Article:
Host Don Wildman examines the 17th century plot that threatened Parliament, treks to a Wyoming mountain to uncover the true story that inspired America's first national park, and visits a Massachusetts night deposit box.
Host Don Wildman investigates the fishy disappearance of a sacred effigy at the Massachusetts State House; explores the truth behind the first African-American baseball player; and examines the statue of a New York mayor who looked to restore law and order using a vegetable.
Host Don Wildman heads to sunny Pasadena to explore the mysterious death of renowned scientist, investigate the murder of gaudy heir and his celebrity wife, and probe the true story behind one of Mt. Everest's deadliest disasters.
Near the steps of the Philadelphia Museum of Art stands a statue of the fictional film icon Rocky Balboa. But who was the real life boxer who inspired this famous underdog tale? In Brooklyn's Greenwood Cemetery stand two tombstones in close proximity to each other, marking the final resting place of a wealthy murder victim and that of his possible killer. What was the strange relationship of these graveyard neighbors? And next to the retired USS Midway aircraft carrier in San Diego California is a colorful statue known asUnconditional Surrender,which depicts an iconic moment at the end of World War Two when a Navy sailor spontaneously kissed a nurse in Times Square. So, who were these iconic paramours?
In Clarksdale, Mississippi, is a monument comprised of three massive guitars, known as the Crossroads Monument. It marks the spot where legendary bluesman Robert Johnson is said to have made a deal with the devil which endowed him with his renowned musical skills. In San Francisco, California, Fisherman's Wharf is a tourist mecca and the long-time home of the city's commercial fishing fleet. But in the 1850s, this site was also at the center of one of the biggest scandals in the history of San Francisco. In Southern Alaska, the Chugach National Forest is the site of a mysterious 1972 small aircraft disappearance, involving two of the most powerful men in the U.S. Congress, Congressmen Hale Boggs and Nick Begich. The facts of this incident suggest the cause may be rooted in something more sinister than a weather-related crash.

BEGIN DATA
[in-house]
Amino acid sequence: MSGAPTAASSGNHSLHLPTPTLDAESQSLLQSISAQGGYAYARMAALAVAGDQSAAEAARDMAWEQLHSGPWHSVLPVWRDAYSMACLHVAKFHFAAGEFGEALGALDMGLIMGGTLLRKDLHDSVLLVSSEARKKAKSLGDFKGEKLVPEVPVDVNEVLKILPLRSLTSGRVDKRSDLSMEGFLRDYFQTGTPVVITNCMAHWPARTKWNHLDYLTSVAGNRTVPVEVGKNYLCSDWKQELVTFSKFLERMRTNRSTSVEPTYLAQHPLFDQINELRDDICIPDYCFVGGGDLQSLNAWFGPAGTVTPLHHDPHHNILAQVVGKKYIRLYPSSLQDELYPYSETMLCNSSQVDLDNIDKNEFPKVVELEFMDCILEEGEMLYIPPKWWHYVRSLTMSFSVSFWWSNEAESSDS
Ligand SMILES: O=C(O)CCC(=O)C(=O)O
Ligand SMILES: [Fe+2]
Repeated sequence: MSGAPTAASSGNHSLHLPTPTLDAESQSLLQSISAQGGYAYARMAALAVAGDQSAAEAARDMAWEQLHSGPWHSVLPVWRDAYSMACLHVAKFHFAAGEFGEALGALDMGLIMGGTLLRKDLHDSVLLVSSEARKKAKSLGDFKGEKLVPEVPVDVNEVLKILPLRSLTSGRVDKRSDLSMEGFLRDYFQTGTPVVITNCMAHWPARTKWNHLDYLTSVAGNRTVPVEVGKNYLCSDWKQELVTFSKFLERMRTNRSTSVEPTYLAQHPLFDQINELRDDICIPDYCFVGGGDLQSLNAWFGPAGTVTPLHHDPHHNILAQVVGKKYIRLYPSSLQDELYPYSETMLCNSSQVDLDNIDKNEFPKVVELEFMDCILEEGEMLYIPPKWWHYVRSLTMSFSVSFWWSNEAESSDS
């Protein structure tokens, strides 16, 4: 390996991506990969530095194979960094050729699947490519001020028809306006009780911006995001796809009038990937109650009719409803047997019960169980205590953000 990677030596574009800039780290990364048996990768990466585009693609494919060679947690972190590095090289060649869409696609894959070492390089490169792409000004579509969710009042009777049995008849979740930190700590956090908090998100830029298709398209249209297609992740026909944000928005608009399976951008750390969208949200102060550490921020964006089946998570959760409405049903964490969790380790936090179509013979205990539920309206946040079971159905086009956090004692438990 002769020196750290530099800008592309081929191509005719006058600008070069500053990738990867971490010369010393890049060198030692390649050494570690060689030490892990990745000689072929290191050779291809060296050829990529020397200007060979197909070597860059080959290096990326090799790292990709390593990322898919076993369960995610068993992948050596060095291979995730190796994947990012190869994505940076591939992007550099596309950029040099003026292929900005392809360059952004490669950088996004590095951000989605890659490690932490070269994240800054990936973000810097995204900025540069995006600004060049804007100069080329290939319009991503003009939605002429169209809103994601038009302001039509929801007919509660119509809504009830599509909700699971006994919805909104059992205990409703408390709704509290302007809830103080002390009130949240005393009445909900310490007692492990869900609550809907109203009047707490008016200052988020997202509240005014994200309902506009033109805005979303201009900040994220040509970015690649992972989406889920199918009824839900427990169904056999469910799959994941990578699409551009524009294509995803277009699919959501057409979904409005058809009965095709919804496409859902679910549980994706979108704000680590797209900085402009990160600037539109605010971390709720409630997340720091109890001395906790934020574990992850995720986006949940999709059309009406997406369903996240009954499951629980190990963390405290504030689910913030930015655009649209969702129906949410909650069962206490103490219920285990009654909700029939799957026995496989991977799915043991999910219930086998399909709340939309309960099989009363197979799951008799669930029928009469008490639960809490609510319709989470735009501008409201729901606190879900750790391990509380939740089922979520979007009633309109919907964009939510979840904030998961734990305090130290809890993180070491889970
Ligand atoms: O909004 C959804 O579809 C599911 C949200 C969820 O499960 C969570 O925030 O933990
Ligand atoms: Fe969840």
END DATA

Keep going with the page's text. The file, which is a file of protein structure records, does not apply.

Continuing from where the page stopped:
Host Don Wildman unmasks the mysterious and some say sinister former scholar of the Round Schoolhouse in Brookline Vermont; explores the David and Goliath tale of New York's newsboys; and explores a life-sized bronze statue of a pioneering explorer who dared to reach for the stars.
On a high summit near Laramie, Wyoming is a strange pyramidal structure that looks like something from ancient Egypt or Mayan Mexico. But this monument actually commemorates one of the greatest technological achievements of the 19th century and one of the worst scandals. In a peaceful park onManhattan's Upper West Side is a poignant statue commemorating a tragic love story that began in New York City and ended in the frozen seas of the NorthAtlantic, with the sinking of the RMSTitanic. Off the western shore of Lake Berryessa in Napa County, California is a strip of land that locals have dubbed Zodiac Island as a testament to its sinister past. It was here that two victims of one of California's most notorious serials killer were found.
Host Don Wildman heads to Harlem to view a memorial dedicated to World War I heroes, ventures to a California racetrack where a jockey beats death, and travels to the Pantheon in Paris to pay respect to a great man.
Host Don Wildman explores the University of California at Berkley where an ambitious scientist once tried to play god; investigates the tale of a Godzilla like creature stalking the beaches at Honeymoon Island State Park; and explains how the Lowell Observatory's namesake changed our perception of life in the universe.
The landmark town of Eureka Springs, Arkansas has attracted visitors to its legendary mineral springs for more than a century. In 1937 a flamboyant businessman named Norman Baker opened a cancer hospital in the former Crescent Hotel in Eureka Springs. But some people began to question whether Baker was doing his patients more harm than good. In Carmel, New York is a bronze statue of a mounted teenage girl named Sybil Ludington. Like the much more famous Paul Revere, Ludington was known to have made a daring ride to warn the local militia of approaching British troops. In the high altitude town of Nederland, Colorado is an unlikely monument - a simple storage shed. In 1994, an eccentric local woman named Aud Morstol set off a firestorm of controversy when local authorities discover the ghastly contents of the shed in back of her house.
Don visits a famous London church that set the stage for an audacious heist; a natural wonder that Mother Nature herself threatened to shut down; and a prison that once housed a famous first lady.
Host Don Wildman examines an unusual sculpture of a death-defying creature; gazes upon a lonely outpost built atop an island that witnessed unspeakable horrors; and explores a spectacular park linked to a preacher who shocked the world with her scandalous tale.
Host Don Wildman investigates a sculpture of a suspicious saint with a dubious past; visits a fanciful fortress at the center of a strange tale of secrecy, discovery, and death; and explores spectacular caverns and its multitude of bats which inspired a covert military operation.
Host Don Wildman visits London where a tall column observes a tragic event, traverses the Capitol Building in Washington D.C., where hypocrisy was exposed, and travels to Genoa, Nevada to view a monument to a frontiersman.